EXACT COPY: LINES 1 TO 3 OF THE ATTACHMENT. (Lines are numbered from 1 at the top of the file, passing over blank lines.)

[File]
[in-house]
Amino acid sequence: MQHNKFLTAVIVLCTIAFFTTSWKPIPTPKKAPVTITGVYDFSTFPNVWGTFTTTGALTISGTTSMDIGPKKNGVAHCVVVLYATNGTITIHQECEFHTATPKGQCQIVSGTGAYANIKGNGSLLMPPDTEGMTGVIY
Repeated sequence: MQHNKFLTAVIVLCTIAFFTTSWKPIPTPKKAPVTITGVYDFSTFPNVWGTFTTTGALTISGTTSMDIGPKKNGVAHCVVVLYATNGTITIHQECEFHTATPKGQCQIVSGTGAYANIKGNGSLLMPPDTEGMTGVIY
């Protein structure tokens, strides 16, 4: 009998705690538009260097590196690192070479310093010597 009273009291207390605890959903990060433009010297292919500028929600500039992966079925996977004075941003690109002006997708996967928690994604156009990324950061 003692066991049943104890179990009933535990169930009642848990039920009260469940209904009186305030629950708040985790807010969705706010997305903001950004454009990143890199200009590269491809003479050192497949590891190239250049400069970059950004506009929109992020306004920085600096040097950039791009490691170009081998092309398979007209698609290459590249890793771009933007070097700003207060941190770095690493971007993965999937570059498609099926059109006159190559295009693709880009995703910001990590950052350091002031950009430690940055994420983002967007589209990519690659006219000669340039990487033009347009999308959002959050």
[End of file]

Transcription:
[in-house]
Amino acid sequence: MQHNKFLTAVIVLCTIAFFTTSWKPIPTPKKAPVTITGVYDFSTFPNVWGTFTTTGALTISGTTSMDIGPKKNGVAHCVVVLYATNGTITIHQECEFHTATPKGQCQIVSGTGAYANIKGNGSLLMPPDTEGMTGVIY
Repeated sequence: MQHNKFLTAVIVLCTIAFFTTSWKPIPTPKKAPVTITGVYDFSTFPNVWGTFTTTGALTISGTTSMDIGPKKNGVAHCVVVLYATNGTITIHQECEFHTATPKGQCQIVSGTGAYANIKGNGSLLMPPDTEGMTGVIY